3. Related definitions: 1) The preoperative and postoperative complications included hypertension, diabetes mellitus, sequela of stroke, coronary heart disease, heart failure, chronic obstructive pulmonary disease, pneumonia, pulmonary embolism, and so on, which were classified into >2 or ≤2 according to presence or absence. 2) American Society of Anesthesiology (ASA) score: Score I, those who were healthy with no systemic disease and good cardiorespiratory function. Score II, those who had mild systemic disease, slight limitation of cardiopulmonary function, and could engage in general activities. Score III, those with slightly serious systemic disease, decompensation of cardiopulmonary function, restriction in general activities, and discomfort. Score IV, those with severe systemic disease, poor cardiopulmonary function, and even discomfort at rest. Score IV: those on the verge of death. There were no Score V patients in this study. 3) According to the time from injury to surgery, the patients were divided into those having surgery within 48 h and those having surgery over 48 h these two types. 4) According to Arbeitsgemeinschaft Fur Osteosynthesefragen (AO)/Orthopedic Trauma Association (OTA) classification, type A1.1-A2.1 intertrochanteric fractures were stable, and type A2.2-A3.3 intertrochanteric fractures were extremely unstable.[2]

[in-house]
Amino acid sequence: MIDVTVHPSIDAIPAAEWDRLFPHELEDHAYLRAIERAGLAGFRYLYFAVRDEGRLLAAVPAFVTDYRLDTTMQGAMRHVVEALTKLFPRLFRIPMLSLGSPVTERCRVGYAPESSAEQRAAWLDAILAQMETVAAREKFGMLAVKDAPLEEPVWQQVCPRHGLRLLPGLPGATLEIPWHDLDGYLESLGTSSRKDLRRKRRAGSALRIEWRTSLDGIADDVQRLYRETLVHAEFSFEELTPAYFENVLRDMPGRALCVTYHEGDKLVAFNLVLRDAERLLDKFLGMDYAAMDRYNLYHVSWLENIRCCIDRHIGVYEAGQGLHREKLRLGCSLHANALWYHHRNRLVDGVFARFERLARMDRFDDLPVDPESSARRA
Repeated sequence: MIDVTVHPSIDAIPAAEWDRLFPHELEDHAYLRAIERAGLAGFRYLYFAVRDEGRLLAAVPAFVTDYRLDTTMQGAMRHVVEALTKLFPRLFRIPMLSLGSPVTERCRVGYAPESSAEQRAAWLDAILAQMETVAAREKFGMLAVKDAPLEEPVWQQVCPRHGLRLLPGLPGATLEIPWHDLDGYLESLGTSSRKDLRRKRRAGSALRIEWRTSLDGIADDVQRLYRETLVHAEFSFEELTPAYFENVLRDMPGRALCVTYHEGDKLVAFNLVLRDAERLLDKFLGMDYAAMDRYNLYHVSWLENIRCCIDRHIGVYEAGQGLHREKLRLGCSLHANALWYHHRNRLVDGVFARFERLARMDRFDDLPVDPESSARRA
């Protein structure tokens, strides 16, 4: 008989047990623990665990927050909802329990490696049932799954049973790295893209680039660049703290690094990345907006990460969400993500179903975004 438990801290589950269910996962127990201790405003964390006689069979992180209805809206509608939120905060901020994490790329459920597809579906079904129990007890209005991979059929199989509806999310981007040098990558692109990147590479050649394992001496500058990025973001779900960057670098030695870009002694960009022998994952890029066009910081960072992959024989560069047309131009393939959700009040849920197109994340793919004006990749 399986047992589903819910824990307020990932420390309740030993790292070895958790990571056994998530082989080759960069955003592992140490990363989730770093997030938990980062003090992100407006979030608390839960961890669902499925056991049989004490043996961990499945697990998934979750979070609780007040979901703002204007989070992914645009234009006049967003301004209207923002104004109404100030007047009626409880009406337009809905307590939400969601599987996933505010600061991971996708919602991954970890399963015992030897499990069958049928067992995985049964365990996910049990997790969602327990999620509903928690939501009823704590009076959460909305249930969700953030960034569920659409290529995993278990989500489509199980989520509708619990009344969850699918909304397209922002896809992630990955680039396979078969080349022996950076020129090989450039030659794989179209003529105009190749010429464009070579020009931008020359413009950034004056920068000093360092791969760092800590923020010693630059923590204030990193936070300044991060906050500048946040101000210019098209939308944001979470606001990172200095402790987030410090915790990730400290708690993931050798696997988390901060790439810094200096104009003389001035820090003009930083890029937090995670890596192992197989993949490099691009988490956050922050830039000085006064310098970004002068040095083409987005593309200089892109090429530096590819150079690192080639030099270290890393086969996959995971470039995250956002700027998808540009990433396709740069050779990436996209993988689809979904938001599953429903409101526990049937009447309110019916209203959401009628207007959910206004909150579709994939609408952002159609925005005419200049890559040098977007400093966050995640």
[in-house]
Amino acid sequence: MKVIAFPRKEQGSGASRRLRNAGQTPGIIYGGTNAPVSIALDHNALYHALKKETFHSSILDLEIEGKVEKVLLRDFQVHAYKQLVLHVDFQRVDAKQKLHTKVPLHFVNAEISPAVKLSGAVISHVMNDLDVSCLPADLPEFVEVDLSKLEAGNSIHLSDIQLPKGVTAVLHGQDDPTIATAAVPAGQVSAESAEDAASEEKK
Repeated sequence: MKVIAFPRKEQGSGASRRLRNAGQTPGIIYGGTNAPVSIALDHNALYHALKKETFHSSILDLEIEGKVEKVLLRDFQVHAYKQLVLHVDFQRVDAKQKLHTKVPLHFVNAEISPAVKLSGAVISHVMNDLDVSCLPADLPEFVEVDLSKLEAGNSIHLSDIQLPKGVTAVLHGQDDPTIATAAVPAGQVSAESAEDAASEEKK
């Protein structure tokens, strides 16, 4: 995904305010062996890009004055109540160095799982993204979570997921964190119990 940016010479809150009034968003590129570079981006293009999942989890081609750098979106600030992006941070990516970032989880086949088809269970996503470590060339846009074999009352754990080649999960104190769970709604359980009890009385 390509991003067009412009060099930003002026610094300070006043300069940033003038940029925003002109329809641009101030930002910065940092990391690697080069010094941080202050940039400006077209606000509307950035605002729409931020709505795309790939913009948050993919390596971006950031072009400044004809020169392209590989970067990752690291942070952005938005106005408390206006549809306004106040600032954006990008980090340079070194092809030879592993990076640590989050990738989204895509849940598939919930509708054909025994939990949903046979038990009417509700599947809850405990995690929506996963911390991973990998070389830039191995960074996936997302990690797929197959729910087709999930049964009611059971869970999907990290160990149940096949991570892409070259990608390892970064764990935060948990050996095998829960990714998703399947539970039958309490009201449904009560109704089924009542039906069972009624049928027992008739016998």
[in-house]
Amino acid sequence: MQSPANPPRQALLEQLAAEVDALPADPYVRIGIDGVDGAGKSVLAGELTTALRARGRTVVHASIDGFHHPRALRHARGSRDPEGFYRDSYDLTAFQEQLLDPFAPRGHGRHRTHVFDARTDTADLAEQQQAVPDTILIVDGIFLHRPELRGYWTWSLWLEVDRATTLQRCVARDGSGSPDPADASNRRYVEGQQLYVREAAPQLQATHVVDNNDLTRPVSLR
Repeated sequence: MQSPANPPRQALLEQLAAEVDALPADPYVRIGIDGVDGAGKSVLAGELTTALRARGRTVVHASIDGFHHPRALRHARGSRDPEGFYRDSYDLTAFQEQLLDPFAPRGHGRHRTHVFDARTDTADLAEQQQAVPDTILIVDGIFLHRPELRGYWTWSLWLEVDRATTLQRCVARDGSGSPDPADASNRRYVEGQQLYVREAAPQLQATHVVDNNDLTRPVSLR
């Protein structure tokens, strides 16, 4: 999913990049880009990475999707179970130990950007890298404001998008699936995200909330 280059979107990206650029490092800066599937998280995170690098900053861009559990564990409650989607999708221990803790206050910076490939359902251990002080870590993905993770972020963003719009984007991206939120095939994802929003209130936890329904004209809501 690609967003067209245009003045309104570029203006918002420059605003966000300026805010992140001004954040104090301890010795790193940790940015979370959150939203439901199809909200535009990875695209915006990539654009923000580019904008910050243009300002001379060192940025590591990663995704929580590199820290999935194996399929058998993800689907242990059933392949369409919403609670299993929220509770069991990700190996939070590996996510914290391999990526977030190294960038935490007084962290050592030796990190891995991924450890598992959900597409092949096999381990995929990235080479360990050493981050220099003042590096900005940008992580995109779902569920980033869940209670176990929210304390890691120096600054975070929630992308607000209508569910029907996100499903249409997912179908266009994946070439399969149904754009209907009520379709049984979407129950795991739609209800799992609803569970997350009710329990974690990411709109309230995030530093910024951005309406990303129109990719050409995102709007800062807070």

4. Statistical methods: All the data were analyzed with SPSS 21.0 statistical software with the above risk factors as the independent variables and the survival state (Death or survival) of patients 1 year after the operation as the dependent variables, and comparison of single factor counting data between groups was made by χ2 test. P < 0.05 was considered statistically significant.


   Results Top


General information

In this study, a total of 80 patients including 35 males and 45 females (31 patients aged 60–75 years, 26 patients aged 76–85 years, and 23 patients aged over 85 years) were enrolled. Among them, 37 cases were with intertrochanteric fractures classified as A1.1-A2.1, 43 cases were with intertrochanteric fractures classified as A2.2-A3.3, 31 cases had surgery within 48 h after injury, 39 cases had surgery over 48 h after injury, 60 cases had not more than two types of comorbid diseases, 20 patients had more than two kinds of comorbid diseases, 39 cases were with ASA score I to II and 41 patients were with ASA score III to IV, 48 cases had preoperative hemoglobin level less than 110 g/L, 32 cases had preoperative hemoglobin level ≥110 g/L, 14 cases had preoperative albumin level less than 30 g/L, 66 patients had preoperative albumin level more than 30 g/L, 10 cases had surgery time less than 1 h, 50 cases had operation time between 1 and 2 h, 20 cases had surgery time more than 2 h, 67 cases had postoperative hemoglobin level less than 110 g/L, 13 cases had postoperative hemoglobin level not less than 110 g/L, 34 cases had postoperative albumin level not less than 30 g/L, 46 cases had albumin level more than 30 g/L, 55 cases had less than two kinds of postoperative complications, and 25 cases had more than two kinds of postoperative complications.